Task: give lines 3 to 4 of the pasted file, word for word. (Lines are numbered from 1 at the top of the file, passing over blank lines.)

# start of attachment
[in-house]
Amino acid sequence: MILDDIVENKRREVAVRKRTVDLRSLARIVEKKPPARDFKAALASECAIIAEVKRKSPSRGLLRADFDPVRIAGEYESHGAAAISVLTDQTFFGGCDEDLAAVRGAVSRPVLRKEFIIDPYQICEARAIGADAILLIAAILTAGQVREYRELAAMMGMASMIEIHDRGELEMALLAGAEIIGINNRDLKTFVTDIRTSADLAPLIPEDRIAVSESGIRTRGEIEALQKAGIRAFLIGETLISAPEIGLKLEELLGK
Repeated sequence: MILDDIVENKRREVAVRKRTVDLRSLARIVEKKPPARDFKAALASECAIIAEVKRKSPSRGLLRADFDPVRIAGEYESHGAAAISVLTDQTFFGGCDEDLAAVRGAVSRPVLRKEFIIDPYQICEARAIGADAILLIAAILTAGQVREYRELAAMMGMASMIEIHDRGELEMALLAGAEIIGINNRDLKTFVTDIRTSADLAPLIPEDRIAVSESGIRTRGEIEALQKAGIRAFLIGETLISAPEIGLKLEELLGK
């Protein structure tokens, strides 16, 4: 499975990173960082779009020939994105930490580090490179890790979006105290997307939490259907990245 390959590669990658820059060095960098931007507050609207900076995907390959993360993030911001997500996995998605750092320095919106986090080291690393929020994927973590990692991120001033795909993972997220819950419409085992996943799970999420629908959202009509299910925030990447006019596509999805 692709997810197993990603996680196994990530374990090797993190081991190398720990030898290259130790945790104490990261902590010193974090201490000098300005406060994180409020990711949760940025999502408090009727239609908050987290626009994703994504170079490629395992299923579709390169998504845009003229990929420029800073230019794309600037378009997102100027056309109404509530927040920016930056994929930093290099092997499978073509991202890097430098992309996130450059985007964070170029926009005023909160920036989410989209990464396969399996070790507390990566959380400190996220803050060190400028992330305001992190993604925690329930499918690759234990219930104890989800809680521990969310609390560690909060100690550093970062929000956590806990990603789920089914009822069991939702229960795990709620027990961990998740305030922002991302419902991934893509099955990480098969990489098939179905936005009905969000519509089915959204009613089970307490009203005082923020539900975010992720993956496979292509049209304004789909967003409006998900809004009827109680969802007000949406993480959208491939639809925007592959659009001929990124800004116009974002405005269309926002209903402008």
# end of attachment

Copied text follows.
Repeated sequence: MILDDIVENKRREVAVRKRTVDLRSLARIVEKKPPARDFKAALASECAIIAEVKRKSPSRGLLRADFDPVRIAGEYESHGAAAISVLTDQTFFGGCDEDLAAVRGAVSRPVLRKEFIIDPYQICEARAIGADAILLIAAILTAGQVREYRELAAMMGMASMIEIHDRGELEMALLAGAEIIGINNRDLKTFVTDIRTSADLAPLIPEDRIAVSESGIRTRGEIEALQKAGIRAFLIGETLISAPEIGLKLEELLGK
């Protein structure tokens, strides 16, 4: 499975990173960082779009020939994105930490580090490179890790979006105290997307939490259907990245 390959590669990658820059060095960098931007507050609207900076995907390959993360993030911001997500996995998605750092320095919106986090080291690393929020994927973590990692991120001033795909993972997220819950419409085992996943799970999420629908959202009509299910925030990447006019596509999805 692709997810197993990603996680196994990530374990090797993190081991190398720990030898290259130790945790104490990261902590010193974090201490000098300005406060994180409020990711949760940025999502408090009727239609908050987290626009994703994504170079490629395992299923579709390169998504845009003229990929420029800073230019794309600037378009997102100027056309109404509530927040920016930056994929930093290099092997499978073509991202890097430098992309996130450059985007964070170029926009005023909160920036989410989209990464396969399996070790507390990566959380400190996220803050060190400028992330305001992190993604925690329930499918690759234990219930104890989800809680521990969310609390560690909060100690550093970062929000956590806990990603789920089914009822069991939702229960795990709620027990961990998740305030922002991302419902991934893509099955990480098969990489098939179905936005009905969000519509089915959204009613089970307490009203005082923020539900975010992720993956496979292509049209304004789909967003409006998900809004009827109680969802007000949406993480959208491939639809925007592959659009001929990124800004116009974002405005269309926002209903402008």